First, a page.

CEO Targeted and Terminated
I was formerly the CEO of a healthcare association with an operating budget of $1.4 million and 11 staff. During the six and a half years of my employment, I increased the operating budget by half a million dollars and banked another half a million in reserves. After a poor decision by the board (which I was not in support of), the reserves I had built were depleted. Upon assessment, I recommended restructuring parts of the organization, and received buy-in and support from the board. The restructuring required the elimination of a tenured employee, which is the beginning of my story.
I was completely taken off-guard when a letter, signed by all but three of my staff, was sent to the board accusing me of extreme (and untrue) unprofessional behavior, such as sleeping with board members, and physically hitting and verbally abusing staff. The board launched a full investigation, and I was found innocent of the accusations; however, the staff relentlessly continued a smear campaign against me and even filed a complaint with the National Labor Relations Board. Attorney's were engaged to protect the organization and, ultimately, the board took a vote of no confidence in my abilities as CEO.
I spent over $5,000 of my own money trying to negotiate my continued employment with the board but to no avail. As a CEO, I was a contractual employee and the board terminated my contract, citing no cause. My attorneys advised me that there was no case against the board or the association but I could file a civil suit against the employees for an additional fee. Of course this was not an option, as my professionalism and career was a stake. While we are supposed to be innocent until proven guilty, the press alone would have been enough to cast doubt on my abilities as a CEO, preventing me from working in my chosen field. It is a sad world when people can make false accusations against you and not be held accountable for their actions.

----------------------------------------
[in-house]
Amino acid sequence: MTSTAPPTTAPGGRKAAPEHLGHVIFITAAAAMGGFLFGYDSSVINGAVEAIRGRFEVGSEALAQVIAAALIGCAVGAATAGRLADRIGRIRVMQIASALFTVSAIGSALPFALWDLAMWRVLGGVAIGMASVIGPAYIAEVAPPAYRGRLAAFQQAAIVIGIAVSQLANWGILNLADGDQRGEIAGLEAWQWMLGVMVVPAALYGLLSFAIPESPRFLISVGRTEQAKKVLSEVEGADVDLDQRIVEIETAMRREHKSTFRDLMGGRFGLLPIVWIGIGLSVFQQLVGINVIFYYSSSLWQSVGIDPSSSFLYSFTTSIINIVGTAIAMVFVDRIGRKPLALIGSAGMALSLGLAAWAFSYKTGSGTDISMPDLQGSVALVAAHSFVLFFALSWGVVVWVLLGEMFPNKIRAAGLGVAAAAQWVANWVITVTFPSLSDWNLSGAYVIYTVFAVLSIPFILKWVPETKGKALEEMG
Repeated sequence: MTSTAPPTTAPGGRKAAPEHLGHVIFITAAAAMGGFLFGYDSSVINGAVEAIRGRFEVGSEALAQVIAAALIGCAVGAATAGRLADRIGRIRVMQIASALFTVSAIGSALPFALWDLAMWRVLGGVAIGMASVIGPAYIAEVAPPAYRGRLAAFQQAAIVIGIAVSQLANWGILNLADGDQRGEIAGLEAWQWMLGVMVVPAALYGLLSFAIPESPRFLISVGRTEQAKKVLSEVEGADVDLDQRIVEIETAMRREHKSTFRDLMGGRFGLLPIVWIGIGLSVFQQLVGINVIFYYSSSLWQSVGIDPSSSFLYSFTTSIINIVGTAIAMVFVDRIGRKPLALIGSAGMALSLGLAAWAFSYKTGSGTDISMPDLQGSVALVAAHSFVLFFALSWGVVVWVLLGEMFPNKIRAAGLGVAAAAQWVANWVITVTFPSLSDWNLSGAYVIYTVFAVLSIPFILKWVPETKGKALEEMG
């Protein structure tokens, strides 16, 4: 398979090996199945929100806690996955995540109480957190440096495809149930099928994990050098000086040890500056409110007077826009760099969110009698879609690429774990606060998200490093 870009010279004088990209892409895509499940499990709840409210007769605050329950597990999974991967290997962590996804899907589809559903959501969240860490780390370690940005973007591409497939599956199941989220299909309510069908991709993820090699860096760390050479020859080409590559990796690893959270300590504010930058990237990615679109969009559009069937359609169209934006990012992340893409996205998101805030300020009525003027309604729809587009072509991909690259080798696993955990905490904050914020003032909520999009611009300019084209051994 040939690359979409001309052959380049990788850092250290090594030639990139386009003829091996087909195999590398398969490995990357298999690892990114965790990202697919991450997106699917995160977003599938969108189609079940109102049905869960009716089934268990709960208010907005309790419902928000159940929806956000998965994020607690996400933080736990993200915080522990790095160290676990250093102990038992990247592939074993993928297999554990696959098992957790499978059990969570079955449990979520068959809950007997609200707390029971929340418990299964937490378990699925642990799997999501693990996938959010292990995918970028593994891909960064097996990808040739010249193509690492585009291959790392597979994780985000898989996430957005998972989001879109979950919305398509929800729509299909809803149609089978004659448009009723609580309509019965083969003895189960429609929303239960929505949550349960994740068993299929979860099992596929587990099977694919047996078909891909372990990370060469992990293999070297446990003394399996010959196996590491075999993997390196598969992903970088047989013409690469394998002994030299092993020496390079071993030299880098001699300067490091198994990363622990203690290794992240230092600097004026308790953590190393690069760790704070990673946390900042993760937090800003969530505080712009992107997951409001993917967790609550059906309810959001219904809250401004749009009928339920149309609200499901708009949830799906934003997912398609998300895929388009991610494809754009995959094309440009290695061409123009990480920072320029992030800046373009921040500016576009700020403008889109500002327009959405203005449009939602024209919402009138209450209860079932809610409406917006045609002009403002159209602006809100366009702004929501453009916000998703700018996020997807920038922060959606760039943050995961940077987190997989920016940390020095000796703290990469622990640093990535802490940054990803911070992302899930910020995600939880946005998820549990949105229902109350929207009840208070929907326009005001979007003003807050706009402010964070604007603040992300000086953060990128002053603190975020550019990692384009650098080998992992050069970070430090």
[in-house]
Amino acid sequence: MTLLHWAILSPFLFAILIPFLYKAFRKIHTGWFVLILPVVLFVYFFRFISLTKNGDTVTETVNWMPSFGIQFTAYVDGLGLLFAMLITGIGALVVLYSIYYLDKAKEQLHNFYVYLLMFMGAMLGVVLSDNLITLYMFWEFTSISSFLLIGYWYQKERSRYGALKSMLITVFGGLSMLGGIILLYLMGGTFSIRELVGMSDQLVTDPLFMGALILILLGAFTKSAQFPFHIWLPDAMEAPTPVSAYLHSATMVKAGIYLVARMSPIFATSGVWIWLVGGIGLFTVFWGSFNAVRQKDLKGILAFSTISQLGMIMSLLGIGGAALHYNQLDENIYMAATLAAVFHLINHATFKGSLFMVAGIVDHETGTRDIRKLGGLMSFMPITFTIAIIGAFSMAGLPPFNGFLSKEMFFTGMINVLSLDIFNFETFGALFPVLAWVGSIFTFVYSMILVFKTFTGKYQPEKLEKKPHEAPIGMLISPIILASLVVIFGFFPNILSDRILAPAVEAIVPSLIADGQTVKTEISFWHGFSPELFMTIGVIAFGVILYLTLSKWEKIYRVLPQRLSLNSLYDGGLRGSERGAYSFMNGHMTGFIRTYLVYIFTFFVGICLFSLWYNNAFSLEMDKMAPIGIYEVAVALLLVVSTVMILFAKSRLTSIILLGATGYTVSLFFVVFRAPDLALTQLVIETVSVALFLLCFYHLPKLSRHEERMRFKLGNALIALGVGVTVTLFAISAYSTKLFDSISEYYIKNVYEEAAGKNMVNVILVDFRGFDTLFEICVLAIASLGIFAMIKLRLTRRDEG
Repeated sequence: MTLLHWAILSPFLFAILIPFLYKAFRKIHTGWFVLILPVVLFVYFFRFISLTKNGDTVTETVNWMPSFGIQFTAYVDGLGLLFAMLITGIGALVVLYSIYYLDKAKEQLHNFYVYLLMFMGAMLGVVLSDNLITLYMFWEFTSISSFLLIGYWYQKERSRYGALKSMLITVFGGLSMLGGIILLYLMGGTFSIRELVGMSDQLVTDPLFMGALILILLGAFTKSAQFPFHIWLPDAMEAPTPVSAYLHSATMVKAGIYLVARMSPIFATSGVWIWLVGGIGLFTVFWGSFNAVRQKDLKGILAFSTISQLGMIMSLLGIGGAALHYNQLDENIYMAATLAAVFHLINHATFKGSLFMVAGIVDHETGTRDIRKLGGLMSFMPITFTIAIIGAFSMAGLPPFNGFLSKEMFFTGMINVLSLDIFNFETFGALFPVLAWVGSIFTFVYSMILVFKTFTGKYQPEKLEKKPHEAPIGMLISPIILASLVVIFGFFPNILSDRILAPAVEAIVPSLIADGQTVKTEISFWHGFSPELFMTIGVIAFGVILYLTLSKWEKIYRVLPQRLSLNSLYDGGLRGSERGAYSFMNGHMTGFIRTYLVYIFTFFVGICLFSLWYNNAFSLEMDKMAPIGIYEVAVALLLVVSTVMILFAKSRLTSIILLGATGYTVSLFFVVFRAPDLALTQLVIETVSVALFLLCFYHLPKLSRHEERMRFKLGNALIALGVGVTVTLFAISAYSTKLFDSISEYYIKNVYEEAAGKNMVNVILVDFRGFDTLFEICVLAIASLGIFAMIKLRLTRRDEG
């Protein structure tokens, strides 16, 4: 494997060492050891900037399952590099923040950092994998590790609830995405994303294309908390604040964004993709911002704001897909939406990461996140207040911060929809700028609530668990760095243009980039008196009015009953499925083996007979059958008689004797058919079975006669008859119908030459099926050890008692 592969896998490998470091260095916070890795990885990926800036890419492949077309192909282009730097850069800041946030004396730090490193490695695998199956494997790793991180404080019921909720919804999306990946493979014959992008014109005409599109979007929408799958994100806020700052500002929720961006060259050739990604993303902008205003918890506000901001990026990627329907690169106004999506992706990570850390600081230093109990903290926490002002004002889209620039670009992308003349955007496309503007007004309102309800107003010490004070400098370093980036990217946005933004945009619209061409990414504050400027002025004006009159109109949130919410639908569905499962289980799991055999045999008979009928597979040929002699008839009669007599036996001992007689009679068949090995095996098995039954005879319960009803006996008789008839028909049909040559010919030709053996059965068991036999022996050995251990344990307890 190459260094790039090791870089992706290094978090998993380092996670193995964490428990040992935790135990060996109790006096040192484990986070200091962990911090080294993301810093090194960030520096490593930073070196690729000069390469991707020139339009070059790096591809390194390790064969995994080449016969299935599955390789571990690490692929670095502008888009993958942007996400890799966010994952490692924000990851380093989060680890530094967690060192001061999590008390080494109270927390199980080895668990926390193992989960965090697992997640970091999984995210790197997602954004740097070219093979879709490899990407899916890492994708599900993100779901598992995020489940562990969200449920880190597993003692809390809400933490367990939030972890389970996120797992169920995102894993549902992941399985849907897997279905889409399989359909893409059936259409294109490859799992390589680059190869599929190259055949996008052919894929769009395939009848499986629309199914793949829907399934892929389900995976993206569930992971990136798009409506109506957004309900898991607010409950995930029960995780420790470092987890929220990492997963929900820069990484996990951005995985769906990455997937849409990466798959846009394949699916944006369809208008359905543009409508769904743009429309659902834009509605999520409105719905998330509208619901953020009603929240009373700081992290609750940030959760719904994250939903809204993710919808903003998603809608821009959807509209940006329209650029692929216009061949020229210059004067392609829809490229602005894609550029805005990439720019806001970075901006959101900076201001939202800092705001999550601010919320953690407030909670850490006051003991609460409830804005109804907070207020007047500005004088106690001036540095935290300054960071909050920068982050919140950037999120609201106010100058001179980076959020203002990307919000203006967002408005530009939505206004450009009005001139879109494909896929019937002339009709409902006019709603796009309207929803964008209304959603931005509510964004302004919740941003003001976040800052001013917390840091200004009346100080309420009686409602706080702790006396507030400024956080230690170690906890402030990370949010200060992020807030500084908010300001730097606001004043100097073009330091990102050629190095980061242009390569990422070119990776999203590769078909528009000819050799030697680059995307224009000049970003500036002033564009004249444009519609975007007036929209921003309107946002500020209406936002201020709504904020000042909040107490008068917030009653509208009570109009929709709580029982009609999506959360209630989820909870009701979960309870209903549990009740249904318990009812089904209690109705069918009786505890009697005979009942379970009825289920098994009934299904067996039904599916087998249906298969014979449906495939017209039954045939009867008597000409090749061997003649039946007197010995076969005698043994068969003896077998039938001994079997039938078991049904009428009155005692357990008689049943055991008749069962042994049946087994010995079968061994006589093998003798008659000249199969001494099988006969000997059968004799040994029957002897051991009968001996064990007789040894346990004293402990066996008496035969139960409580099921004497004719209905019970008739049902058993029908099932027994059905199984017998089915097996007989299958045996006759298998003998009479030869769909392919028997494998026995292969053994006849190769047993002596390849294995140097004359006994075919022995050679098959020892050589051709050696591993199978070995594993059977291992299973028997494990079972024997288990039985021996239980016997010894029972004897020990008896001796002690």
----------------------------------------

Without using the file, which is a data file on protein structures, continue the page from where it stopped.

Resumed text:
I was unemployed for 8 months—the longest I had gone without working for my entire career—partially due to the economy but partially because of the depression and PTSD I suffered as a result of what had happened. I've been working for the past two and a half years for a very small association (only 1 staff person and myself) at less than half the salary I was making before, and I still suffer on occasion from PTSD symptoms.
Workplace bullying and mob mentality can happen to anyone, even the boss. Kudos to the brave people who experienced similar situations and the founders of this site.